When it comes to the purchase itself, Patel says the CPA changes depending on customer behaviour, necessitating a concrete strategy. “As customers are becoming a lot more savvy, we are seeing an increase in consumers using discounts. This increases the overall cost-per customer and thus we have to be strategic about what activity we run with affiliates and when we run this.”

Red Letter Days ensures sales are not just attributed to one partner based on the last click

Technological barriers

But many brands continue to grapple with the problem of tracking affiliate activity cross device. Erik Kubik, marketing executive at online food ordering platform Hungryhouse, says technology is the main barrier. “Most affiliate solutions for cross-device tracking are lacking or non-existent. That is why we have stuck with using our affiliate marketing to paint as broad a stroke as possible – it’s all about exposure to the largest audience.”

Children in Need’s Rigby takes a similar view, believing that it is incredibly difficult to establish a “clean, fair and clear model” for attribution in an increasingly multi-device world. “For some activity and in some sectors, the effort taken in establishing clearer attribution is not worth it and last-click or last-browser is about as far as it’s worth going,” he says.

However, cross-device tracking can also have important uses in the targeting of display advertising, not just evaluating affiliate marketing.

Hungryhouse uses device data to segment web users and push them to its app. Every app user is given a unique ID and this is attached to the mobile device. When customers place an order, Hungryhouse matches the email and mobile number with this ID. If a user orders via mobile web at lunchtime, for example, they will be sent an email to download the app. Conversely, if they place an order via the app, they will be targeted with personalised banner ads on web and app networks.

“In our [CRM system’s] back-end, we can export these users to be used in other channels,” says Kubik. “For example, we export the unique ID and match it with device ID, then send push [marketing] to them based on their in-app or web behaviour.”

For brands that have adopted a deterministic approach to cross-device tracking, results are encouraging. Wall says around 15% of Shop Direct’s affiliate sales can be attributed in this way. “These are sales that wouldn’t have previously been attributed to the channel and therefore the publishers driving them would not have been fairly rewarded for generating them. With the fundamentals in place, we expect to see cross-device tracking go from strength to strength over the coming year.”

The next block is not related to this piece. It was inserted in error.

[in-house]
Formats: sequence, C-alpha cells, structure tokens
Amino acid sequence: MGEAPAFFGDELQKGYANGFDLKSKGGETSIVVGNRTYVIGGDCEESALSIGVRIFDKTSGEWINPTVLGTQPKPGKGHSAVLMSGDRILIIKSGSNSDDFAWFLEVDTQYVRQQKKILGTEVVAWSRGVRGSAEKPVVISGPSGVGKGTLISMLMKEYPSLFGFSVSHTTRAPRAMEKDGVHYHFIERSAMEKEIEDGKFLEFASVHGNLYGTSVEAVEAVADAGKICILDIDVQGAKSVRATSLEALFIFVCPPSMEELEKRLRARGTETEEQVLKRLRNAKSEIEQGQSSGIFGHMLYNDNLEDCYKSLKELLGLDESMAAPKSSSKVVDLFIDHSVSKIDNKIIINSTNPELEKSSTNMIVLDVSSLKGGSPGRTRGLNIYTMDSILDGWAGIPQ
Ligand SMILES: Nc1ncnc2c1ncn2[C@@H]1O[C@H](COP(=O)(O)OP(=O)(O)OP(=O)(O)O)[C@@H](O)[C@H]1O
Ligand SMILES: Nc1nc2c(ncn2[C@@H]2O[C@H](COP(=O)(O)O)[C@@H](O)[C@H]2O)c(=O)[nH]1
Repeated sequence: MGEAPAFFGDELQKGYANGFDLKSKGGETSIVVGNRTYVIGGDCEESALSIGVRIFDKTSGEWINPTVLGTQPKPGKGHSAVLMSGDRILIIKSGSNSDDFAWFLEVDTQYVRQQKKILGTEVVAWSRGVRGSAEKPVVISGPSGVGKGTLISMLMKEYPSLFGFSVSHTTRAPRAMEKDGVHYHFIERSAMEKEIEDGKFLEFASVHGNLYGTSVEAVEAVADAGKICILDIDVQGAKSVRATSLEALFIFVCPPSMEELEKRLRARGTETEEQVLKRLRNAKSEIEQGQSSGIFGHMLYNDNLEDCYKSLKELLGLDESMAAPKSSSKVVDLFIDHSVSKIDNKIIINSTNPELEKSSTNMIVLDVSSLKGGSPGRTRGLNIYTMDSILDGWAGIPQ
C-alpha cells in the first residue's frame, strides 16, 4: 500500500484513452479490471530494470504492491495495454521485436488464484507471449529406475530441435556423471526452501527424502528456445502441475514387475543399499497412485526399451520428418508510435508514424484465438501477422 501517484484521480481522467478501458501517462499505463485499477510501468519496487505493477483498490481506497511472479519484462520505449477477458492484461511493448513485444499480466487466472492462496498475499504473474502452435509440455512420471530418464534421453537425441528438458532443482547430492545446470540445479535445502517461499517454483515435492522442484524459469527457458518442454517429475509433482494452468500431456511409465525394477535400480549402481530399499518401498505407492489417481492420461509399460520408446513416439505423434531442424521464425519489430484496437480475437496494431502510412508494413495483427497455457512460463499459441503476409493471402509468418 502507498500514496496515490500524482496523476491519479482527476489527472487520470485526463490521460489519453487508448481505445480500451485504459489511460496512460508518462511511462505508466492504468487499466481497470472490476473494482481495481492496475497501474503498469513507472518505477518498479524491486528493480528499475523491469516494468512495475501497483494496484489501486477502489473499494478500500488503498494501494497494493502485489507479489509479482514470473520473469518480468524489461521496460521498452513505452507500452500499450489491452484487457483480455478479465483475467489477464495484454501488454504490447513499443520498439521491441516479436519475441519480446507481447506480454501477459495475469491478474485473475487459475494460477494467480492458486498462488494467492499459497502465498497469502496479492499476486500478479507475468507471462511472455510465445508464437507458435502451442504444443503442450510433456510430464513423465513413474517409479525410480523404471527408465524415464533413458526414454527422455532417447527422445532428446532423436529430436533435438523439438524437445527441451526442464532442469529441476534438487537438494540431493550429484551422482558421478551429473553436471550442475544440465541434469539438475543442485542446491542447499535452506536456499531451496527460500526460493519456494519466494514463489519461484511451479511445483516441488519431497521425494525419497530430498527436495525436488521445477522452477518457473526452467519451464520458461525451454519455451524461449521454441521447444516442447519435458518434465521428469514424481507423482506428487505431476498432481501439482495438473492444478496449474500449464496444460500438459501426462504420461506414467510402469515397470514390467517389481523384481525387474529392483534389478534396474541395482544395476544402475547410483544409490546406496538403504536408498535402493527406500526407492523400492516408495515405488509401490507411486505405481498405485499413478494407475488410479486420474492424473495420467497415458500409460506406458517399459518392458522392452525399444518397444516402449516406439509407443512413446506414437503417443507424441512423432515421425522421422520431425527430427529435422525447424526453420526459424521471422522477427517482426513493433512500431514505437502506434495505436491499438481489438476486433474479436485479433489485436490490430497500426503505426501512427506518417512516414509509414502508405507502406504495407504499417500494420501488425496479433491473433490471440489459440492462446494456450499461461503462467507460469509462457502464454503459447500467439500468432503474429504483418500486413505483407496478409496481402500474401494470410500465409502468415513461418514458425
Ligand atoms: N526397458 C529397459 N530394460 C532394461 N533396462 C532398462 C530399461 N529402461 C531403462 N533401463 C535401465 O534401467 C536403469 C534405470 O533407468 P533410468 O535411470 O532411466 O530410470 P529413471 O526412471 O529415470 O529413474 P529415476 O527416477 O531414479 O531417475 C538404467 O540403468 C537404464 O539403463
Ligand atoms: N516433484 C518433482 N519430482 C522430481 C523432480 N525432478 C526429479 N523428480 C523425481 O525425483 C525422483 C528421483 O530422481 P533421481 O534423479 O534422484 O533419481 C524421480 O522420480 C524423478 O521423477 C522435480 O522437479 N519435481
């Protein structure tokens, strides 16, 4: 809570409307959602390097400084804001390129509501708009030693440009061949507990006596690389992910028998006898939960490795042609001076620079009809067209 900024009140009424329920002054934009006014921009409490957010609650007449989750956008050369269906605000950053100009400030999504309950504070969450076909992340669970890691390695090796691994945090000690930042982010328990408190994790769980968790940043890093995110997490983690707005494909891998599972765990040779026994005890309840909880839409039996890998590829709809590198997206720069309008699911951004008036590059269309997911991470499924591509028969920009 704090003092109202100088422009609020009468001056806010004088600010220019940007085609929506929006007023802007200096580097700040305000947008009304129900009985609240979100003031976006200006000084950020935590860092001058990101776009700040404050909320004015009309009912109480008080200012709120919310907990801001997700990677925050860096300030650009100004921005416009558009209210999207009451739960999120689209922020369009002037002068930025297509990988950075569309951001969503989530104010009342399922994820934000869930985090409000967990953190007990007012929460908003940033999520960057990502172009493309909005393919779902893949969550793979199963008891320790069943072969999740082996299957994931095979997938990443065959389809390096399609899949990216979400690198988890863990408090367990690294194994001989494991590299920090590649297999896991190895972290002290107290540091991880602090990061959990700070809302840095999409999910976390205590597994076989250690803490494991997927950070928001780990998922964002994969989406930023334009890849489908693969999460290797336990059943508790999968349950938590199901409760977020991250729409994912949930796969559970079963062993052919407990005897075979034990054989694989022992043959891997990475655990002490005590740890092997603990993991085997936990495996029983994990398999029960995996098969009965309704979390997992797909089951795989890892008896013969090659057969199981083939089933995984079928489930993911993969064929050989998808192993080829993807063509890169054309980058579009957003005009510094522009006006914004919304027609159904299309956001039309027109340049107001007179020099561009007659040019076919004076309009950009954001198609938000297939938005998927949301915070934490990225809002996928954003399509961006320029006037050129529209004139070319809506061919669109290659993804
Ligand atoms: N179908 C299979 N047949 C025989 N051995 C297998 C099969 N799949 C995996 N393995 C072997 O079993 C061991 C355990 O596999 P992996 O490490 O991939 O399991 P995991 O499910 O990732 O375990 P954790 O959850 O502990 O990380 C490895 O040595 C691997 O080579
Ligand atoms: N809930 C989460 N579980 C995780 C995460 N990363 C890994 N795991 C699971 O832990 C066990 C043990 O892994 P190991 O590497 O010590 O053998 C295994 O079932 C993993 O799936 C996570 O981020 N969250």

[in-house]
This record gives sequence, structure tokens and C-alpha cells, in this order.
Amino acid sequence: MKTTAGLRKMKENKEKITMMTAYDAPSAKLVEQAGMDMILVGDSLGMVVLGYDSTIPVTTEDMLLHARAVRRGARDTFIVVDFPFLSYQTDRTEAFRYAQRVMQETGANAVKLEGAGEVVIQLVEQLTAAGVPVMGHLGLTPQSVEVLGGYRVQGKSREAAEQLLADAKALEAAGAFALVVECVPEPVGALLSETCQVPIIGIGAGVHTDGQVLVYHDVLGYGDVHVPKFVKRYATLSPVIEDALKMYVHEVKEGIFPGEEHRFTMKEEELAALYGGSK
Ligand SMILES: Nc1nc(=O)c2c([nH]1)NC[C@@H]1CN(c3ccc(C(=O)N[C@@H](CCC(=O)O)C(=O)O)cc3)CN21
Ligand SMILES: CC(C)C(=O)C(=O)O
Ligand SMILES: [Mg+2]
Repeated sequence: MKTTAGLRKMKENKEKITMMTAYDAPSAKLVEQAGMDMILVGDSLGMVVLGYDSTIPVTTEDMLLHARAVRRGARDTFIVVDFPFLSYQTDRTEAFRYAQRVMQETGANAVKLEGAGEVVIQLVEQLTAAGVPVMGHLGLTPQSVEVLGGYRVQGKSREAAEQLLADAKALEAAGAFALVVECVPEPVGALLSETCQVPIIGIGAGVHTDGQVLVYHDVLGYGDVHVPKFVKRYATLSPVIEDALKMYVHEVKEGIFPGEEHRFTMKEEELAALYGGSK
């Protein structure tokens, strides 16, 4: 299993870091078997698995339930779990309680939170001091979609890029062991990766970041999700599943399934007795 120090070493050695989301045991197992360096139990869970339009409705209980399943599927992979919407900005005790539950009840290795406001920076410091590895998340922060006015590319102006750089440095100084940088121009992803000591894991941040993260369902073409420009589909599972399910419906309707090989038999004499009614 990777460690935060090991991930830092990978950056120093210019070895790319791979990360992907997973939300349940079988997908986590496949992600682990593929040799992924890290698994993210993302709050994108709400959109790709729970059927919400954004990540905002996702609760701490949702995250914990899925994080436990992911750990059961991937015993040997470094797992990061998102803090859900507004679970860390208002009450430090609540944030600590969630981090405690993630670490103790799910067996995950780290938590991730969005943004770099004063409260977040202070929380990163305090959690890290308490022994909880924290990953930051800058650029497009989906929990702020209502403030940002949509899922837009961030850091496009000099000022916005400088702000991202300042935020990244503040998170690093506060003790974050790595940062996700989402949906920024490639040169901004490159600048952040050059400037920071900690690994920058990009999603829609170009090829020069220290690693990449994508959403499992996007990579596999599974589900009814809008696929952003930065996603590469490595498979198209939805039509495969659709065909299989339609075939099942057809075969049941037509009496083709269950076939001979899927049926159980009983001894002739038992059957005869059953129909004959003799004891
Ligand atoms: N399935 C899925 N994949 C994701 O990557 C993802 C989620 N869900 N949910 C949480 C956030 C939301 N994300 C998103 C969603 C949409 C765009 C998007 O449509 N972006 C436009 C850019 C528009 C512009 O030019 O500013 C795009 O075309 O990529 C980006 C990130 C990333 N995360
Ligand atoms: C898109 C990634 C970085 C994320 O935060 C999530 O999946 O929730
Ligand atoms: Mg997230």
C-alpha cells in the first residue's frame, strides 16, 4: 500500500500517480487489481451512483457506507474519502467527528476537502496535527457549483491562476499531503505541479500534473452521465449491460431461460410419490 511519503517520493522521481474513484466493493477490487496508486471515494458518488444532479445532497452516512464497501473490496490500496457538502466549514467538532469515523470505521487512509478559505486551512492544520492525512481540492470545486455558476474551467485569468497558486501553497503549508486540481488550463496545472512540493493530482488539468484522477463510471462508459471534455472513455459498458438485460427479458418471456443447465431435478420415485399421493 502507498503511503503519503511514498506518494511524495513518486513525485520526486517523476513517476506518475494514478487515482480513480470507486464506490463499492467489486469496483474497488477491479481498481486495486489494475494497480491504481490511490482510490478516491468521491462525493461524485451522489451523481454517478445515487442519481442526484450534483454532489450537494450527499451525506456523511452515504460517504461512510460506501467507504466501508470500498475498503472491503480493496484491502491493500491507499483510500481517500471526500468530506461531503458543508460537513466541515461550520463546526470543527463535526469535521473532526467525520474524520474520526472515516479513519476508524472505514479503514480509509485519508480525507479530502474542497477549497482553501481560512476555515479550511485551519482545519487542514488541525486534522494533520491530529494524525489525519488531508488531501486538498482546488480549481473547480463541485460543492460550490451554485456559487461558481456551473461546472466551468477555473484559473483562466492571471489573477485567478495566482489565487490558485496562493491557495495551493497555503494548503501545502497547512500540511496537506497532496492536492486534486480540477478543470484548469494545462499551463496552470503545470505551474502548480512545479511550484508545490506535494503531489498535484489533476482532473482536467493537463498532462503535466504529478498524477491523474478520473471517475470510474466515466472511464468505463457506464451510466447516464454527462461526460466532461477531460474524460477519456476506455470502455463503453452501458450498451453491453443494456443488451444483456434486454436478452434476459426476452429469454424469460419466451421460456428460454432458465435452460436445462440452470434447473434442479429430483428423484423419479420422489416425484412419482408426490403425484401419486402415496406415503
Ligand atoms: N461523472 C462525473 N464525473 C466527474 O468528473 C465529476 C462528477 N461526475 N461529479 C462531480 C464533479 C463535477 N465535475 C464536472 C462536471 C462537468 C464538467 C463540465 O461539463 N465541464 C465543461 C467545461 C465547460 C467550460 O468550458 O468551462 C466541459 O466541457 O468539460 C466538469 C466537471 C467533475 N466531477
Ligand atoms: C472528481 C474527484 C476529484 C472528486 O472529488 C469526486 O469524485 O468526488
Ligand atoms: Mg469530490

With 50% of worldwide ecommerce sales already cross-device, according to Criteo’s State of Mobile Commerce report, the affiliate industry’s survival depends on more brands taking action.

Cross-device tracking in numbers

  • 89% of agency employees agree that ‘Not being able to track cross-device campaigns is holding back the growth of mobile’ (Source: IAB Mobile Agency Snapshot Study, 2015)
  • The average UK consumer shifts their attention between their smartphones, tablets and laptops 21 times in one hour (Source: OMD UK Future of Britain, 2014)
  • 50% of ecommerce transactions worldwide involve a cross-device purchase journey
  • 44% of US users who use multiple devices in the path to purchase convert via smartphone. This compares to 46% via desktop and 43% via tablet
  • 46% of UK ecommerce transactions come from mobile (Source: Criteo Q3 2015 State of Mobile Commerce Report)

Sponsored viewpoint: Kevin Edwards, Affiliate Window

Kevin Edwards

Online tracking for marketing purposes is overwhelmingly single-device. But all of our research indicates that the majority of sales occur across multiple screens. This means there is a huge hole in most marketers’ ability to track and digest how effective brands’ marketing efforts are.

The cross-device discussion broadly sits in two camps: those that have access to a wealth of data because users are logged into their offering – possibly across multiple devices and applications – and those without access to this data that are modelling it for display purposes. The lack of readily available first-party data means it is very much the exception to have concrete knowledge of how consumers are interacting with brands across platforms.

Due to their reach and the amount of data they are capturing, many companies will not be able to build comprehensive ‘deterministic’ solutions to cross-device tracking, in other words, using first-party data to link users between devices. ‘Probabilistic’ solutions – using data points to make a likely match between devices – appear to be becoming more reliable, but for a channel like affiliate marketing that is premised on measurable actions from users such as a click or a purchase, we need to know the sale we are tracking is a valid, actual transaction – something that only deterministic tracking can guarantee.

Critics will say deterministic can only track what happens within the ‘walled garden’ of that user being logged in to certain sites or apps, which is true, but the advantage of this is that advertisers can have confidence in what they are paying for. For companies capturing transactional data across thousands of advertiser sites, however, the scope can be huge.

The affiliate marketing channel is under threat as a result of poor cross-device tracking. It is not over-dramatic to say that. In fact, it should be a massive red flag for any marketer not doing cross-device tracking. The industry’s lifeblood – the content, both editorial and blogger sites – are increasingly seeing the majority of their traffic flowing through smartphones and tablets and typically these devices can act as the initial point of contact for consumers looking to make an online purchase.

Often these sales will complete at a later date on a different device, so it is clear this vital element of the affiliate community is being short-changed if brands do not track purchase journeys across users’ screens.

Kevin Edwards is the Global Client Strategy Director at Affiliate Window